What are the biggest challenges for due diligence professionals and investigators?
One significant challenge revolves around the assumption that information available online is comprehensive and reliable. As businesses scrutinise their supply chains to comply with ESG regulations, relying on questionnaires and online sources to assess a company’s reputation presents risks. A good reputation is easily fabricated through online sources. Despite the internet's vast resources, search engines are becoming less reliable due to the influx of advertising-driven content and irrelevant information, so finding the results you need involves blocking out a lot of noise. The importance of physical verification and on-ground investigation has never been more significant.
How do you see corporate transparency evolving in the future?
In the past, the EU has been a driving force behind establishing better corporate transparency. This shifted in November 2022 when the Grand Chamber of the Court of Justice of the European Union (CJEU) invalidated open public access to ultimate beneficial owner (UBO) registers. Since, we've witnessed severe backtracking from some of the formerly most transparent jurisdictions across the EU. Previously public data has now been limited to qualified institutions who can prove a need for legitimate access. To put the scale of this shift into perspective, if Ukraine was to join the EU tomorrow then, they would need to downgrade their anti-corruption measures to comply with current EU Law.
By retaining vestigial EU regulations, Britain has inadvertently established higher standards of data transparency than many countries across Europe. However, Companies House is a repository for self disclosed information that is not independently verified. As investigative journalist Graham Barrow demonstrates on his podcast The Dark Money Files, UK registration can provide a veneer of credibility to a scam and fortify criminal networks by convincing victims of their legitimacy. A system needs to be developed that enables the registry to be monitored and verified, rather than abused.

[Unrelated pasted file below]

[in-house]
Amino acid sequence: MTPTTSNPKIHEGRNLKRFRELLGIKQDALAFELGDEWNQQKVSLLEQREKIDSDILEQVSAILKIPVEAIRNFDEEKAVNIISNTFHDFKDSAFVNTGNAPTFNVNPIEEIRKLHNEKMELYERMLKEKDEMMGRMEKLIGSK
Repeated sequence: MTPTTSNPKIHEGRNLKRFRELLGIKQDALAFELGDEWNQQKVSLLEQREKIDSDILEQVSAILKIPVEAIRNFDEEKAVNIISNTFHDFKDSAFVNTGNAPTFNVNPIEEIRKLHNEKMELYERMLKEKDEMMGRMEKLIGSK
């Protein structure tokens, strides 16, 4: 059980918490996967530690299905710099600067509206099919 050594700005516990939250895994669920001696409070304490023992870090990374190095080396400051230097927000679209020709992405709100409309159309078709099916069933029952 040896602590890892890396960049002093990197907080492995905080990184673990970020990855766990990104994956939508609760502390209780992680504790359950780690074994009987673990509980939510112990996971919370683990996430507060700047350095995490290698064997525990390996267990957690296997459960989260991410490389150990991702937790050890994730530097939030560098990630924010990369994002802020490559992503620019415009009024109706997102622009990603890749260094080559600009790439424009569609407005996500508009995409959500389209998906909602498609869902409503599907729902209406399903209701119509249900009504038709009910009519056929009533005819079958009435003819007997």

What is one of the most challenging jurisdictions to gather information in?
Countries and jurisdictions are becoming less and less relevant in corporate transparency discussions. Instead, we are seeing a global trend towards freezones and freeports that offer incentives, such as tariff exemptions on inputs and free warehousing, that are designed to encourage foreign and domestic investment. Jumping between these subdivisions with different regulatory regimes makes it difficult for an investigator to gain a holistic view. Whilst the UAE is taking strides towards better corporate transparency, it's still one of the most challenging jurisdictions to gather information in. This is partly due to the seven emirates and forty multidisciplinary free zones, which create a patchwork of regulation that is easily abused and increasingly difficult to monitor.
What are you reading at the moment?
I've just started reading Ubik by Philip K. Dick, one of my favourite science fiction authors. He was an American writer who produced many notable works such as Do Androids Dream of Electric Sheep? and The Man in the High Castle. His novels often explore philosophical and social questions such as the essence of reality, perception, human behaviour, and identity.
What is your favourite food and why?
I'm a big fan of paella. It's comforting, versatile and definitely my Mum's best dish.